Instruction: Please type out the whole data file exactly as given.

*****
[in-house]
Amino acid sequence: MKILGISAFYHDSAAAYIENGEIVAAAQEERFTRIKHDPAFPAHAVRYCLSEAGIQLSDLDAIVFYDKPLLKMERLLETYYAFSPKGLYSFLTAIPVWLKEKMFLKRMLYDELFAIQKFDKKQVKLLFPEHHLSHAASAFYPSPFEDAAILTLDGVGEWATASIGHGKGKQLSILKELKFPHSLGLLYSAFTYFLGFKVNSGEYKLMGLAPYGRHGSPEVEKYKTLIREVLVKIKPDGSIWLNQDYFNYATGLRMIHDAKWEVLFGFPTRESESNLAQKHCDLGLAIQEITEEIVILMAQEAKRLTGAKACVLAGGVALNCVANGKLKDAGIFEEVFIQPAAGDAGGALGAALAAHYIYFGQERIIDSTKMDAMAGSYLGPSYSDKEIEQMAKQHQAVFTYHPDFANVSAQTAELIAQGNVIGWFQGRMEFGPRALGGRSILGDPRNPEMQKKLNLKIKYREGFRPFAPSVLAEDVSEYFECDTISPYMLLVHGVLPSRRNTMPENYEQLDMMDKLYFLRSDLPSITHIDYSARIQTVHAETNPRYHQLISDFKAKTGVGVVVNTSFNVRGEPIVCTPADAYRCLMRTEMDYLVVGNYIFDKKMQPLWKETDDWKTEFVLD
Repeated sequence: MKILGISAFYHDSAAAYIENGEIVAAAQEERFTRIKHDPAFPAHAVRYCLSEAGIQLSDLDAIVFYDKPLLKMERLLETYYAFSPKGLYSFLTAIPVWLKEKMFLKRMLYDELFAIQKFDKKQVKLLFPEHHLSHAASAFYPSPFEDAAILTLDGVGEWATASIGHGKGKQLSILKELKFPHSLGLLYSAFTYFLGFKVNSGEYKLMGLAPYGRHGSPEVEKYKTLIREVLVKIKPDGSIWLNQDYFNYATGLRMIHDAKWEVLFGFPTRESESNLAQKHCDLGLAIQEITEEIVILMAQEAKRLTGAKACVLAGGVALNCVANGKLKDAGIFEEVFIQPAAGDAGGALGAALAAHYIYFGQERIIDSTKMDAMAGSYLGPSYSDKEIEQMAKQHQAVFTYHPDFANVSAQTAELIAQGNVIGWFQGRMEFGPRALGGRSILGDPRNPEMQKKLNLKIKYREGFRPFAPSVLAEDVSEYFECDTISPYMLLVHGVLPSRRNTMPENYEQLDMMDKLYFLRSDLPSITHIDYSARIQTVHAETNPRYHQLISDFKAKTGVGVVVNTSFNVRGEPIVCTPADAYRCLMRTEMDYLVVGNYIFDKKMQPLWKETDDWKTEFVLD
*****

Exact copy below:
[in-house]
Amino acid sequence: MKILGISAFYHDSAAAYIENGEIVAAAQEERFTRIKHDPAFPAHAVRYCLSEAGIQLSDLDAIVFYDKPLLKMERLLETYYAFSPKGLYSFLTAIPVWLKEKMFLKRMLYDELFAIQKFDKKQVKLLFPEHHLSHAASAFYPSPFEDAAILTLDGVGEWATASIGHGKGKQLSILKELKFPHSLGLLYSAFTYFLGFKVNSGEYKLMGLAPYGRHGSPEVEKYKTLIREVLVKIKPDGSIWLNQDYFNYATGLRMIHDAKWEVLFGFPTRESESNLAQKHCDLGLAIQEITEEIVILMAQEAKRLTGAKACVLAGGVALNCVANGKLKDAGIFEEVFIQPAAGDAGGALGAALAAHYIYFGQERIIDSTKMDAMAGSYLGPSYSDKEIEQMAKQHQAVFTYHPDFANVSAQTAELIAQGNVIGWFQGRMEFGPRALGGRSILGDPRNPEMQKKLNLKIKYREGFRPFAPSVLAEDVSEYFECDTISPYMLLVHGVLPSRRNTMPENYEQLDMMDKLYFLRSDLPSITHIDYSARIQTVHAETNPRYHQLISDFKAKTGVGVVVNTSFNVRGEPIVCTPADAYRCLMRTEMDYLVVGNYIFDKKMQPLWKETDDWKTEFVLD
Repeated sequence: MKILGISAFYHDSAAAYIENGEIVAAAQEERFTRIKHDPAFPAHAVRYCLSEAGIQLSDLDAIVFYDKPLLKMERLLETYYAFSPKGLYSFLTAIPVWLKEKMFLKRMLYDELFAIQKFDKKQVKLLFPEHHLSHAASAFYPSPFEDAAILTLDGVGEWATASIGHGKGKQLSILKELKFPHSLGLLYSAFTYFLGFKVNSGEYKLMGLAPYGRHGSPEVEKYKTLIREVLVKIKPDGSIWLNQDYFNYATGLRMIHDAKWEVLFGFPTRESESNLAQKHCDLGLAIQEITEEIVILMAQEAKRLTGAKACVLAGGVALNCVANGKLKDAGIFEEVFIQPAAGDAGGALGAALAAHYIYFGQERIIDSTKMDAMAGSYLGPSYSDKEIEQMAKQHQAVFTYHPDFANVSAQTAELIAQGNVIGWFQGRMEFGPRALGGRSILGDPRNPEMQKKLNLKIKYREGFRPFAPSVLAEDVSEYFECDTISPYMLLVHGVLPSRRNTMPENYEQLDMMDKLYFLRSDLPSITHIDYSARIQTVHAETNPRYHQLISDFKAKTGVGVVVNTSFNVRGEPIVCTPADAYRCLMRTEMDYLVVGNYIFDKKMQPLWKETDDWKTEFVLD